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Focus on board diversity

  • United Kingdom
  • Corporate

27-10-2020

 There have been two recent publications which highlight the importance of board diversity for traded companies. Institutional Shareholder Services (ISS), one of the leading proxy advisory firms, have published their 2021 benchmark policy consultation, seeking views on their proposed new and amended voting policies for 2021. This includes revised proposals on board gender diversity. Meanwhile, the Investment Association (IA) issued a press release on ethnic diversity on boards, noting that investors are calling for greater transparency in this area.

ISS 2021 benchmark policy consultation

ISS has recently announced a number of proposed voting policy changes for 2021. For the UK and Ireland, the proposed changes include:

  • For companies that are part of the FTSE 350 (excluding investment trusts), ISS will generally recommend against the chair of the nomination committee (or other directors on a case-by-case basis) if the board does not comprise at least 33 percent representation of women, in line with the recommendation of the Hampton-Alexander Review on improving gender balance in FTSE leadership.
  • ISS will generally recommend against the chair of the nomination committee (or other directors on a case-by-case basis) where there is not at least one woman on the board and the company is:
    • a constituent of the FTSE SmallCap index;
    • a constituent of the ISEQ 20 index of companies that trade on the Euronext Dublin; or
    • quoted on the AIM market of the London Stock Exchange with a market capitalisation of over £500 million.

Existing mitigating factors, such as compliance with the relevant board diversity standard at the preceding AGM and a firm commitment, publicly available, to comply with the relevant standard within a year, will continue to be considered. In 2021 only, for FTSE 350 companies a public commitment to bring the composition of the board in line with the recommendations of the Hampton-Alexander Review by the following AGM will not result in a negative recommendation, regardless of the previous composition of the board.

It is also worth noting that the other key change in the ISS voting policy changes for 2021 for UK companies to be aware of relates to director accountability. ISS proposes to specify that significant risk oversight failures regarding, among other matters, environmental and social concerns may, on a case-by-case basis, trigger vote recommendations against board members. This change is intended to ensure that ISS has the flexibility to find that directors have failed in their risk oversight role if they have neglected to take meaningful steps to increase the resilience of companies to climate-related risks.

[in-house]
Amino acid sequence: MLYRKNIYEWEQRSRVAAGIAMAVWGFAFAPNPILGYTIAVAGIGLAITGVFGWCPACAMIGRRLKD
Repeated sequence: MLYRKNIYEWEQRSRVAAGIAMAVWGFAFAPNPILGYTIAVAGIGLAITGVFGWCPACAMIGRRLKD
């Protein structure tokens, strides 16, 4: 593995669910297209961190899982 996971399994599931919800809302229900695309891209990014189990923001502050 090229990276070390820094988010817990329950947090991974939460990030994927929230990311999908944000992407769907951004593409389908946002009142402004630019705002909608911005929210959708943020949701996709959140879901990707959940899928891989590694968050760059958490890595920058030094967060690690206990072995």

Next steps

Comments on the proposals should be received by 26 October 2020. ISS expects to announce its final 2021 benchmark policy changes during the first half of November 2020 and apply the revised policies to shareholder meetings on or after 1 February 2021.

Investment Association press release: Investors call for greater transparency on ethnic diversity on boards

The focus on board diversity is also highlighted by a recent press release from the Investment Association (IA). The press release notes that investors are calling for greater transparency on ethnic diversity on company boards. The IA notes that according to its data, almost three-quarters of FTSE 100 companies failed to report the ethnic make-up of their boards in the 2020 AGM season. The Parker Review report published in October 2017 recommended that by 2021, there should be at least one non-white director on the boards of FTSE 100 companies. However, the IA notes that a lack of transparency means that investors cannot hold companies to account in their progress towards this target.

In contrast, however, the IA notes that FTSE-listed companies have made good progress on increasing the number of women on their boards with the FTSE 350 now meeting the 33% gender diversity target set by the Hampton-Alexander Review in aggregate.

Comment

Board diversity continues to be topical and should be on the radar of boards of companies of all sizes. Compliance with the recommendations of the Hampton-Alexander review for larger companies marks a toughening of the ISS policy on gender diversity, which is currently to vote against election of the chair of the nomination committee where there are no female directors on the board. For smaller companies, ISS believes that the proposed policy change  "acknowledges developments in market practice and expands minimum board diversity expectations to a significant proportion of the companies covered by ISS within the UK and Ireland."

Useful Links

Proposed ISS Benchmark Policy Changes for 2021

Investors call for greater transparency on ethnic diversity on boards